Glossary 47 existing publicly funded toll facilities to a concessionaire for a term in exchange for up-front payments. The private concessionaire will take over the facility operations and maintenance as well as life-cycle costs over the long duration of the lease (usually 50 to 99 years) as well as make contracted improvements. Concessionaire: In this report, this term refers to the SPV. Construction contract: An agreement entered into between the SPV and the construction contractor for the design and construction of the P3 project assets. Covenant: A legally binding commitment between the borrower or issuer of debt or bonds and the lenders or bondholders. Credit ratings: Credit quality evaluations of bonds and notes made by independent rating services. A higher bond rating generally results in a lower interest rate that the borrower must pay. Default: Failure to meet any obligation or term of a credit agreement, grant, or contract. Design–build (DB): A conventional procurement type where the private sector designs and builds the infrastructure against a price funded by the public budget. Payments for the works are typically made as construction progresses, and the government retains the full responsibility over the asset when construction is completed. Design–build–finance–operate–maintain (DBFOM): An alternative delivery P3 agreement in which the contractor develops the infrastructure with its own funds; that is, it will provide all or the majority of the financing. The contractor is also responsible for managing the infrastruc- ture life cycle (assuming the life-cycle cost risks) in addition to being responsible for current maintenance and operations. Due diligence: Review and evaluation of the project, the project contracts, and their related risks. The review is carried out by project investors and lenders before deciding to participate in/ lend to the project. The term may be also applied to the project preparation activities or some aspects of the preparatory works to be handled by the procuring authority before the tender launch. Dynamic tolling: Tolling levels that may vary in real time to respond to congestion. Dynamic tolling is related to facilities where there is a toll-free alternative so that drivers can use tolled or non-tolled options, depending on the level of traffic and the process. These projects may also be referred to as “express lanes.” Equity: Commitment of money from private sources made with the expectation of a financial return. Equity investors: Investors who finance a portion of the project’s capital expenditures, typi- cally as share capital or subordinated debt. Equity IRR: The IRR on the equity paid in by the investors, which is derived from distribu- tions (mainly dividends, capital shares amortization, repayment of junior debt, and interest on junior debt). Financial close: The point at which all the project documentation is signed, all the pre- conditions attached to the project’s financing have been met, and the project funding becomes available. Financial model: A digital spreadsheet computer file that incorporates, for the duration of the contract, all the investments, revenues, costs, and taxes as well as several analytical parameters and the relative inflation. The model also incorporates the free cash flow of both the project company and the equity investor.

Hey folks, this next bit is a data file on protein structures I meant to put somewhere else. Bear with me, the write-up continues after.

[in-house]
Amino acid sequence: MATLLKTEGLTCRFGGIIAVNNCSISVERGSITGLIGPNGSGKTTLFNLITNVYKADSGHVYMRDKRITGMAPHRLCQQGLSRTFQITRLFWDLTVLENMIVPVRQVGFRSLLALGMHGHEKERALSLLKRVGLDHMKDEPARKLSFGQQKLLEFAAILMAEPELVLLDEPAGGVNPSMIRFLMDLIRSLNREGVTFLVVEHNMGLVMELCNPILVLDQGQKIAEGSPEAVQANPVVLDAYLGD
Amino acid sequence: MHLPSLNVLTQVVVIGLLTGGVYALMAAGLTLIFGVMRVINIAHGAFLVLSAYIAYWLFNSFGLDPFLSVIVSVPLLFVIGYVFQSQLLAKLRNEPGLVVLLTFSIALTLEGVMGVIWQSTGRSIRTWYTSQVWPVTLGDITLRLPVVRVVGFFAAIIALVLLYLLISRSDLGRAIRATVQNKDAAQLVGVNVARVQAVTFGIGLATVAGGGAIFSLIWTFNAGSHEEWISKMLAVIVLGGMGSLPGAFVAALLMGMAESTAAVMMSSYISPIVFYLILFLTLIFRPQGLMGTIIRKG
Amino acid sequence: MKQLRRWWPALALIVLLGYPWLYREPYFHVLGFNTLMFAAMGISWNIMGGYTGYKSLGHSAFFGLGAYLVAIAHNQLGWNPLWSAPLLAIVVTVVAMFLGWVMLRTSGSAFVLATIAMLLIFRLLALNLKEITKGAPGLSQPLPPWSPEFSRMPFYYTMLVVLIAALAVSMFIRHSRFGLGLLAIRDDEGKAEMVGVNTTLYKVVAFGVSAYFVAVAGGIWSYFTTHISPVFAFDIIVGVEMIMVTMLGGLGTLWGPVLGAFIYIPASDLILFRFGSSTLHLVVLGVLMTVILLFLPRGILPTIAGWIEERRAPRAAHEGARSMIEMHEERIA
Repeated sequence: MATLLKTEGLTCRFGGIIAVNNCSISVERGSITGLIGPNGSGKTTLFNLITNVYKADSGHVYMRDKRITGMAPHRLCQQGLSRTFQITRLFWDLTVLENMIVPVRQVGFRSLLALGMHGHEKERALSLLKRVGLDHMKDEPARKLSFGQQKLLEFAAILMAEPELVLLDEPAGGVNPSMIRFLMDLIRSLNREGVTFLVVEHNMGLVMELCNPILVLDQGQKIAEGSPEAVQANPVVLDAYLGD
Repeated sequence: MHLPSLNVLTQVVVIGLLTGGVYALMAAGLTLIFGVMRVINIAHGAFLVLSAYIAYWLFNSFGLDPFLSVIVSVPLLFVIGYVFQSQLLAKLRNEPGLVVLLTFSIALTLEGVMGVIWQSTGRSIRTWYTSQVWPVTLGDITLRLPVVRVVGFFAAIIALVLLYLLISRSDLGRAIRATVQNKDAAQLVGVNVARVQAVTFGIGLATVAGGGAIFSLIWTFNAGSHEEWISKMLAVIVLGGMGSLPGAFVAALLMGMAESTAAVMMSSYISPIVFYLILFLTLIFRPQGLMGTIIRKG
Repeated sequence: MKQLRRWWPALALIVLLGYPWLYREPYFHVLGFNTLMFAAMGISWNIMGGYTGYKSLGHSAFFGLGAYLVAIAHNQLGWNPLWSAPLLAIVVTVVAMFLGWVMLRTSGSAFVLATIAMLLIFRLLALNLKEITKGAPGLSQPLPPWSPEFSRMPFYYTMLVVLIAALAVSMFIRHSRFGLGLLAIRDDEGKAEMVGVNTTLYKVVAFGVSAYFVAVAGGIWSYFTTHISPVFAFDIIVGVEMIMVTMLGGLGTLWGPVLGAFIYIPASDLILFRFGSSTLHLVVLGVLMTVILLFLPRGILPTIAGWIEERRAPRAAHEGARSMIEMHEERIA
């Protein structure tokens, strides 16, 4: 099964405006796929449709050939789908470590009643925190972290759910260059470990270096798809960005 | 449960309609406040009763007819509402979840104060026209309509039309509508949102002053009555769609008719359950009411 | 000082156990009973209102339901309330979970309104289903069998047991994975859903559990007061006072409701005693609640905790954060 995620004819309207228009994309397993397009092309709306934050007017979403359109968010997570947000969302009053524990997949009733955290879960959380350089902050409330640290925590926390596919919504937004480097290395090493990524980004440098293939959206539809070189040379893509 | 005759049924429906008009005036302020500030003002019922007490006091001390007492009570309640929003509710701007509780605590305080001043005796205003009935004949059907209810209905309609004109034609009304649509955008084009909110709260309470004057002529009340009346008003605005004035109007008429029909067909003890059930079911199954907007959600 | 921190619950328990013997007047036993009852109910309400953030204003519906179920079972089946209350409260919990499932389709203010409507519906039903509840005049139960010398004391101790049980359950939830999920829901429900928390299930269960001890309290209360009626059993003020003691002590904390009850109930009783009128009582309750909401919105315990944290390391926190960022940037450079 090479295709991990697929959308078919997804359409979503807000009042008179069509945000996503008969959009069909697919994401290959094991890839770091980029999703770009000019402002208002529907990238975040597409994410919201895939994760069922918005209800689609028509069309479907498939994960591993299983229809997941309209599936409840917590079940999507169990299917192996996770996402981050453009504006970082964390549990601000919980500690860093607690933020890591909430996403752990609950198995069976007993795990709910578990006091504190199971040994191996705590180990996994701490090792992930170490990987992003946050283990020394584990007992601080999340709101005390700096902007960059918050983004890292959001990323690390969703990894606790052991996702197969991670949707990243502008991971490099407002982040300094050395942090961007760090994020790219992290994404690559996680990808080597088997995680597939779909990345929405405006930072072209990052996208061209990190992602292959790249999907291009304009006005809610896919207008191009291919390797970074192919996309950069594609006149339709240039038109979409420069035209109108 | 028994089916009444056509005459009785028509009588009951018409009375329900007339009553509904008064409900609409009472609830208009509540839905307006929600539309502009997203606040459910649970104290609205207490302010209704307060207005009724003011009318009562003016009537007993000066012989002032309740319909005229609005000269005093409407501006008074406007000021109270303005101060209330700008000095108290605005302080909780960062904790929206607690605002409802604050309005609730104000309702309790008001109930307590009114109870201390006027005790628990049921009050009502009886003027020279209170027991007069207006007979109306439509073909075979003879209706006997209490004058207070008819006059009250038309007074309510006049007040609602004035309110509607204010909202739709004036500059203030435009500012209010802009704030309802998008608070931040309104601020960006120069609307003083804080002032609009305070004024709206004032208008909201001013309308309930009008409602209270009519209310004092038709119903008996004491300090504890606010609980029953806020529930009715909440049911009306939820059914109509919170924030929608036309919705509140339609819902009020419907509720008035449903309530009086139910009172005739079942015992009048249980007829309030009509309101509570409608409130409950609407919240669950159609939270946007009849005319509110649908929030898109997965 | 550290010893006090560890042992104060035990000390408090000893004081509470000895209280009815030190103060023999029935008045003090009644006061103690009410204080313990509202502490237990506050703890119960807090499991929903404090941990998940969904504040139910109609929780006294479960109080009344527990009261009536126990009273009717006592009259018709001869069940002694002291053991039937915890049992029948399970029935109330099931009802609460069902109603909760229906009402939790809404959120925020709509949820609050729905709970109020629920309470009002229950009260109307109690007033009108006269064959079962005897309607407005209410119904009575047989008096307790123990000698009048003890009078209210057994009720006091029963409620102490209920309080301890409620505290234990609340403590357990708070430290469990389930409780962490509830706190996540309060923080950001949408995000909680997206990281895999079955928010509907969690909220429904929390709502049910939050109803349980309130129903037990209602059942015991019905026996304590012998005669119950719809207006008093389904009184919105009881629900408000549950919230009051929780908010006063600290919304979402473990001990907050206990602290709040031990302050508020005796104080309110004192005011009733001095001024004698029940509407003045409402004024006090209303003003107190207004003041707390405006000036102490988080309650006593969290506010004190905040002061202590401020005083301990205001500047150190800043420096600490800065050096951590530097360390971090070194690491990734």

48 Leveraging Private Capital for Infrastructure Renewal Gearing: The ratio of a company’s loan capital (debt) to the value of its equity. “Gearing” is used interchangeably with “leverage.” General obligation bond: A municipal security that has payments secured by a pledge of the full faith and credit of the issuer. The issuer covenants to meet payment requirements through every legal means at its disposal. This type of bond is generally considered to be the strongest form of security pledge. Greenfield projects: Projects with investments that relate to a P3 that has recently been awarded or is under construction and where there are significant new structures or significant upgrades of existing infrastructures. Infrastructure fund: A fund established to invest in infrastructure and that is managed by a fund manager. Institutional investor: A financial institution that purchases securities in large quantities. Internal rate of return (IRR) or financial IRR: The rate of return of an investment calculated from its projected cash flows. The IRR is also the discount rate that equates the pres- ent value of a future stream of cash flows to the initial investment. Lenders: Institutions that provide debt lending to the project; these are mainly banks and institutional investors providing debt through project bonds. Leverage: See “Gearing.” Life-cycle costs: The whole costs of an asset during the useful life of the infrastructure or during the life of the contract that regulates the management of the infrastructure. This includes the initial investment/costs of construction and any other maintenance work required to maintain the asset in an acceptable and constant technical state or condition. It can also include the state necessary to meet the performance requirements established in the contract. Limited recourse: Finance with limited guarantees from the sponsors. Municipal bond: A tax-exempt security issued on behalf of a state or any subdivision thereof, including cities, counties, and other local jurisdictions. Nonrecourse: Situation where an obligation (usually debt) is entered into, or a transaction is conducted, under the stipulation that it is without liability to the borrower, endorser, or seller if the borrower for any reason defaults on the obligation. Output specifications: The service requirements under a P3 that are defined on the basis of results rather than means. P3 agreement: The contract or agreement between the procuring authority and the private partner in a P3 project. Private-activity bond (PAB): Can be defined as either (1) a bond of which more than 10% of the proceeds will be used for nongovernmental purposes and that is going to be repaid from revenues received from a private entity, or (2) a bond that will have the lesser of 5% or $5 million of the proceeds being used for loans to nongovernmental entities. Privatization: The permanent transfer of a previously publicly owned asset to the private sector. Procuring authority or public-sector sponsor: The unit/body/department within a govern- ment that is tendering and contracting the project. The public counterpart in the P3 contract. This is usually the same unit or body that promotes the project (the public promoter). For